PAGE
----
The American Dream

When I was growing up, and when I was a productive member of the work force, my goal was to save and to share with the future (to sustain) the “American dream.” Of course, that wasn’t my only goal, but it was foundational, and it defined the boundaries of my personal dream. The whole point of “my” dream was that we all can have different dreams so long as my dream does not cause harm to you or your good dream. Of course, that’s an ideal — an impossible island within which to function. Therefore, the other half of my dream was a continual process of negotiating the boundaries of our individual dreams so that our community dream can be a positively functioning whole.

It was only after retirement that I realized some of the people I worked with — and with whom I shared a mutual commitment to the “American Dream” — it wasn’t the same dream at all. We had never explained ourselves to each other, never negotiated our ideas, and so we all were seriously trying hard to sustain different and incompatible dreams. This was a shock to us all, and we very soon were arguing/debating/fighting rather than sustaining. It became clear that we can not build an American Dream if we don’t know what it is and discuss it among ourselves — before we start to fight over misunderstandings that we don’t know exist. We cannot understand each other unless we define our words.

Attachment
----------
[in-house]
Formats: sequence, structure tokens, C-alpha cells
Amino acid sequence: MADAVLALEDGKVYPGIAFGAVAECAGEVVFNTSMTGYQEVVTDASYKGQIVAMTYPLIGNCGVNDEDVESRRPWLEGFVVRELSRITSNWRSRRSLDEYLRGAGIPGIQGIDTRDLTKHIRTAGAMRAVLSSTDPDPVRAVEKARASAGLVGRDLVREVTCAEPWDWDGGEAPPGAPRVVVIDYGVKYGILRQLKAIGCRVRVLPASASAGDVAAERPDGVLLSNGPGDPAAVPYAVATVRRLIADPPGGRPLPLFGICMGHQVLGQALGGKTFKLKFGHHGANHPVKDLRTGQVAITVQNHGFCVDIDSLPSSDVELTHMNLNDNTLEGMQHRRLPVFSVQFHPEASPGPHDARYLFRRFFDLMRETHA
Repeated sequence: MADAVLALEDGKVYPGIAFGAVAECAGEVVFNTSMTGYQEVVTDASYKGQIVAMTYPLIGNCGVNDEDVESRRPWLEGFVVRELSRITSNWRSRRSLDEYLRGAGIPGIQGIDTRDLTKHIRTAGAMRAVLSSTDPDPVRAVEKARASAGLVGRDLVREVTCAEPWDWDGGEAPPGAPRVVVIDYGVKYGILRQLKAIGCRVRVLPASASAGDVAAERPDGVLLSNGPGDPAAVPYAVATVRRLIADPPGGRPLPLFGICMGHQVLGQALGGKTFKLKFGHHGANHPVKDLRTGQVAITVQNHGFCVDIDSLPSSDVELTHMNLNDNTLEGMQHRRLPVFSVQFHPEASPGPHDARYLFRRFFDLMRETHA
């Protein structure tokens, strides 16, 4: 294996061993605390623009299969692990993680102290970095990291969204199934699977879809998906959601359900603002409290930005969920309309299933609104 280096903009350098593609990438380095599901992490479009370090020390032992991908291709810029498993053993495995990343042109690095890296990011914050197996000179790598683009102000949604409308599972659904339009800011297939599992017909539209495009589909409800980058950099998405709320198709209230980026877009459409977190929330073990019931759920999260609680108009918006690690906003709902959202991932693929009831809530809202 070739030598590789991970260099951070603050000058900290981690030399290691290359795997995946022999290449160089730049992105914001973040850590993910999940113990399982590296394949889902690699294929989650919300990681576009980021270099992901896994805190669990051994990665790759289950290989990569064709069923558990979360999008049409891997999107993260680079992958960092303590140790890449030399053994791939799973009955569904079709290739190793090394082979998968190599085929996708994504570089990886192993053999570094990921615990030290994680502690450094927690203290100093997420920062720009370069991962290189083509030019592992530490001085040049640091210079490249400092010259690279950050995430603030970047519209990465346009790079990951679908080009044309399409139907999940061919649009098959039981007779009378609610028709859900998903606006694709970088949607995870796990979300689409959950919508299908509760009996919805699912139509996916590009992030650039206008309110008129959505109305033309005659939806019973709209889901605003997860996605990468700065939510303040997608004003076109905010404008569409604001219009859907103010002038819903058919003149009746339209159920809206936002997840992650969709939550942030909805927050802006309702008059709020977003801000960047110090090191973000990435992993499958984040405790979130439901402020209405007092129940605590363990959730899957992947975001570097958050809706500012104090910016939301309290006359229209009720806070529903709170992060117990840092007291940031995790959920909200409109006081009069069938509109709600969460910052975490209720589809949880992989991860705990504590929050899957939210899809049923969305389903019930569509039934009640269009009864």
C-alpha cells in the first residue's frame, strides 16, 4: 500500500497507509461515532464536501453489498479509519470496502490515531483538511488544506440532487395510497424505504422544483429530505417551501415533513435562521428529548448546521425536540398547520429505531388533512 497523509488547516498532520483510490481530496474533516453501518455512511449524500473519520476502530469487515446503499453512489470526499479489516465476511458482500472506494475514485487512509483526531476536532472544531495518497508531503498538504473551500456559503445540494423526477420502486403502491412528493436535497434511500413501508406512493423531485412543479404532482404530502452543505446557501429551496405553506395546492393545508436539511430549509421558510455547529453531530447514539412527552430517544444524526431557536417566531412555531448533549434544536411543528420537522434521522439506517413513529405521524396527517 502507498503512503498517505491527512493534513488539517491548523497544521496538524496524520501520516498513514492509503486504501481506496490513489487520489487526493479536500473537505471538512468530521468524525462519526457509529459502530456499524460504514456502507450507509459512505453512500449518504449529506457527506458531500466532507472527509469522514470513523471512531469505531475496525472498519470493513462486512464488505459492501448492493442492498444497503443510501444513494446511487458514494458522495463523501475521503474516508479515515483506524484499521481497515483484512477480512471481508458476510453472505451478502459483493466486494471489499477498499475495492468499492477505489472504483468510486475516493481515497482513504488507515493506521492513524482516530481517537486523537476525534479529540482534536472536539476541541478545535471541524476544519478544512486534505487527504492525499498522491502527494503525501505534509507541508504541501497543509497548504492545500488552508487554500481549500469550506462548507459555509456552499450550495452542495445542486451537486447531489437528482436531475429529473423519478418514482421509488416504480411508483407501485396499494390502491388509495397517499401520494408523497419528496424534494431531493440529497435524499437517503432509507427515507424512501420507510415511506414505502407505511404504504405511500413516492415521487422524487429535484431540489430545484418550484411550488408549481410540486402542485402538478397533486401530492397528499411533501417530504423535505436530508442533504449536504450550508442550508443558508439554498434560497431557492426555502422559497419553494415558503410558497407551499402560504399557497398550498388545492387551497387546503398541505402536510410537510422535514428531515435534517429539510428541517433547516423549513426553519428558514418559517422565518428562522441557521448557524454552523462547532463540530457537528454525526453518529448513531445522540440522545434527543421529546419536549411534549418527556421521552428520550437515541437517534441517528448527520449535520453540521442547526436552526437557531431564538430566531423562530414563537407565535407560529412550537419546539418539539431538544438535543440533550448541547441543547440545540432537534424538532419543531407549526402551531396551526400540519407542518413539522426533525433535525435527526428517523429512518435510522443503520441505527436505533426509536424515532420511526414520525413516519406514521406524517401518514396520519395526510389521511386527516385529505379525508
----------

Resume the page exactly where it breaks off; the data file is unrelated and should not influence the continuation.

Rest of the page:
Sustainability is a word that we must understand if we are to build a future for ourselves, first because Americans have multiple different ideas of what should be sustained, and more importantly because the word has been deliberately co-opted and re-defined by the economic community, following the green revolution, to mean the exact opposite of what it means. The idea of sustainable growth (which is impossible within the living earth ecosystem) has overcome the actual meaning of sustainability. The implications of this reality are, to me, genocidal. I see this campaign to change the meaning of the word sustainability as a deliberate attack on the life and health of the whole earth ecosystem for the profit of a few. Worse, the attack seems to have succeeded, and the result, literally, is a Ponzi type of growth scheme that is manipulating the resources of the entire world. Like all Ponzi growth schemes, it’s lots of fun while it lasts; however, it is not sustainable. The fact of sustainable growth is physically impossible, even though the concept of sustainable growth has become embedded in our culture as a synonym for sustainability.
(This is an excerpt from Bare Bones Ecology, in production.)

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